Newspapers love the SAHM/ mothers working outside the home debate, as do radio shows, tabloid day-time TV shows and of course our friend the internet. Look at the comments on any feature about parenting choices, and you’ll find provocative, extreme and very judgemental opinions, many hiding behind anonymous accounts.
But to what extent does this judgement exist in real life? And how much of it is an assumption rather than a reality- to what extent are we assuming we’re being judged rather than actually being judged?
I think there are two distinct groups of mothers who are truly happy and secure in their choices: one group is made up of mothers who are choosing to stay at home with their kids, are naturally, instinctively great mothers, who enjoy every minute of being there with their children all day every day, who have no real financial worries – at least not enough to cause serious stress day-to-day, who do not need work for self-esteem reasons and are secure enough in their choice to not worry about being judged.
On the other end of the spectrum is Marissa Meyer, the CEO of Yahoo who earned $36 million last year and just built a nursery beside her office for her baby boy.
The rest of us fall somewhere in between.
There are mothers who stay at home because they choose to, and can manage financially, though often by making big material sacrifices.
There are mothers who give up fulfilling careers because they want to be with their children, but may have lingering thoughts of what might have been.
There are mothers who stay at home because the cost of childcare is greater than any salary they can earn in their locality or area of expertise.
There are some who mostly love being at home, though as do we all, sometimes have a bad day and would love to escape.
There are others who are unhappy being at home and while they feel that they’re doing the best of their children, they are less than happy themselves. Mothers are inherently sacrificers.
There are mothers who work outside the home because they can’t afford to continue paying the mortgage if they don’t work. Many, many of these in Ireland today.
There are mothers who go to work because they have a job that they love, and are trying to strike a balance between being a good parent and continuing to have a fulfilling career.
And again within those groups, there are of course many varying levels of contentment:
Some who have no choice about working are lucky enough to also very much enjoy the job in question. For others it’s much more difficult – being employed purely for financial reasons in an unsatisfying job is very draining and demotivating, and one of the most difficult situations for any mother – all the guilt, none of the satisfaction.
There are no universal truths about the different circumstances mothers find themselves in and this is no place for sweeping generalisations. Nobody should assume that a stay-at-home mother is having an easy life and equally it should not be assumed that employed mothers are less interested in their children.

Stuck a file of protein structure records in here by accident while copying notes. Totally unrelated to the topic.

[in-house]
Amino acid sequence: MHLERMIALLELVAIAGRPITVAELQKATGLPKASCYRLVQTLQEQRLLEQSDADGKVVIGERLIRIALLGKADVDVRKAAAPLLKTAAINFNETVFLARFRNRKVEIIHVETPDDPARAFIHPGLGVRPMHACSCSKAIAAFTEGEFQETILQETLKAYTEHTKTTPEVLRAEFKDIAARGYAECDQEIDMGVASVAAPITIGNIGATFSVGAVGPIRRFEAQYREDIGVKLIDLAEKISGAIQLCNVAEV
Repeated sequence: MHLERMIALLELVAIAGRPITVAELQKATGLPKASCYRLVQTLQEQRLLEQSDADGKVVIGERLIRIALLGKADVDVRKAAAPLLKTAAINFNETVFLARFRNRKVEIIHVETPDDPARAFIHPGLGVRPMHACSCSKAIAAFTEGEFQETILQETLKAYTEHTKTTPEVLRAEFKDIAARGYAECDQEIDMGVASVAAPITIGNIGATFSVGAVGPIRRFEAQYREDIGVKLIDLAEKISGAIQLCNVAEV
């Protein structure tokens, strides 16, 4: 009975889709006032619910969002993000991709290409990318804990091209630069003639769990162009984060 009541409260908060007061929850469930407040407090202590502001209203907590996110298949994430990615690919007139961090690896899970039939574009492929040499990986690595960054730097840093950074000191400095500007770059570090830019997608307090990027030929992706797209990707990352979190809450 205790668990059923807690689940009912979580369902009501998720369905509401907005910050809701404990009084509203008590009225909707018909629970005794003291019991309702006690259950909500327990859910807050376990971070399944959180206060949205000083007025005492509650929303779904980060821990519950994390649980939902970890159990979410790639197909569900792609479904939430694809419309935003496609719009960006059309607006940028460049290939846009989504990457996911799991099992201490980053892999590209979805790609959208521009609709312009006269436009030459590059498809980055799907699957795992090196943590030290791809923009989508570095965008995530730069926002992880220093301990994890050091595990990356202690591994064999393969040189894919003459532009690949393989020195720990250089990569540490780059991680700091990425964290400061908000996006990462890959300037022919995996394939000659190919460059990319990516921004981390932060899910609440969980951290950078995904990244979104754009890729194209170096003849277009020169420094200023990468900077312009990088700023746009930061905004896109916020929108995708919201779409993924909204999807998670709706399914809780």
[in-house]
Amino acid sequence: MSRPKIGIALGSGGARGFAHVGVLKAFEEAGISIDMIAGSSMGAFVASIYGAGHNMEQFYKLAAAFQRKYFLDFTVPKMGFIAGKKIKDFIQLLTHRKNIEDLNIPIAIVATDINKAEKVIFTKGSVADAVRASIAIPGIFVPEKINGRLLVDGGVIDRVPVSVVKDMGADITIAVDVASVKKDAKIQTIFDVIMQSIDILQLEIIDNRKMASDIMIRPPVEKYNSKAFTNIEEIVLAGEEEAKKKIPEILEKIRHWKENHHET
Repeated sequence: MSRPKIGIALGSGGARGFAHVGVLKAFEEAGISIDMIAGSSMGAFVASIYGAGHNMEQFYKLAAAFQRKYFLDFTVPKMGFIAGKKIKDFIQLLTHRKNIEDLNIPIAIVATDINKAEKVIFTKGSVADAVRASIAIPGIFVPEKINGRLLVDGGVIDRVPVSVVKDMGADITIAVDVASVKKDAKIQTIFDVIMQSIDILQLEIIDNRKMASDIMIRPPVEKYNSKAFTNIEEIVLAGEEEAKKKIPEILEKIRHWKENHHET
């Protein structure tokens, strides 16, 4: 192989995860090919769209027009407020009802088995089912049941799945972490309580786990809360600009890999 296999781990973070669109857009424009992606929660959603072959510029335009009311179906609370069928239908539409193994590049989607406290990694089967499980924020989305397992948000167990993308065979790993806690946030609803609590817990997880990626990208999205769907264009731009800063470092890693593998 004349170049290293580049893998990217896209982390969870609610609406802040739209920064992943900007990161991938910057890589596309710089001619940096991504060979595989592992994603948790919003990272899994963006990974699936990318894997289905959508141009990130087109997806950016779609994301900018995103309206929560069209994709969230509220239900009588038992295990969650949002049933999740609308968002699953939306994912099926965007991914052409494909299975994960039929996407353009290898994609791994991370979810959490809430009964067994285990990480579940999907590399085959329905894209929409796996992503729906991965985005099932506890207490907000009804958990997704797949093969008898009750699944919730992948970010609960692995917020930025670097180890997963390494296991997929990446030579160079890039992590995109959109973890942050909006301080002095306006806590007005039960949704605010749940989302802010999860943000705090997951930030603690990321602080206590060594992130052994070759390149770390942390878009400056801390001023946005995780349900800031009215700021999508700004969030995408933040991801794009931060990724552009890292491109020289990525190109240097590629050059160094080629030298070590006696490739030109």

But I’m just not sure that this is how the vast majority of mothers view one another – perhaps I’m naive, but I think most mothers are far too busy minding children and judging themselves to have time to judge their peers.
Yes, of course there’s a vocal minority, prominent on internet forums in particular. And yes this is an inflaming topic, which areas of the media enjoy fanning (I’m looking at you Daily Mail). But in real life, do you judge your friends who have taken a different path to yours?
I know a small number of mothers who have three or more children and still go out to work fulltime and I know some mums who stay at home with their children fulltime.
Most of the mums in my circle are somewhere in between though – working fewer or shorter days, trying to find some kind of balance that is optimal for family-life.
Some days I envy the mums who are at home, especially during my most guilt-filled moments (or during the heatwave!), but I’m under no illusion about the hard-work that’s involved in being at home fulltime with children. I’ve done it while on maternity leave and for weeks here and there since I went back to work – it was tiring and at times very stressful (though ultimately rewarding and fulfilling in a way that far outweighed the exhaustion).
I am certain that similarly, SAHMs sometimes envy their friends who go out of the home to work, and can have a cup of tea that isn’t cold, or sit in silence for a moment or two.
So we know other mothers are not the enemy – there are enough battles to fight without arguing amongst ourselves; such as a tax system that disincentivizes parents from staying at home with children (as put very succinctly here by Aine O’Sullivan in a recent Irish Times piece), childcare that is expensive and now known to be improperly monitored (see more here), and inflexible employers who short-sightedly refuse requests for shorter hours and remote working.
So let’s focus on creating a society where every woman has the right to stay at home, to work part-time, to take time out when her children are small – and fathers too. That’s a far better use of energy than fighting imaginary mammy-wars.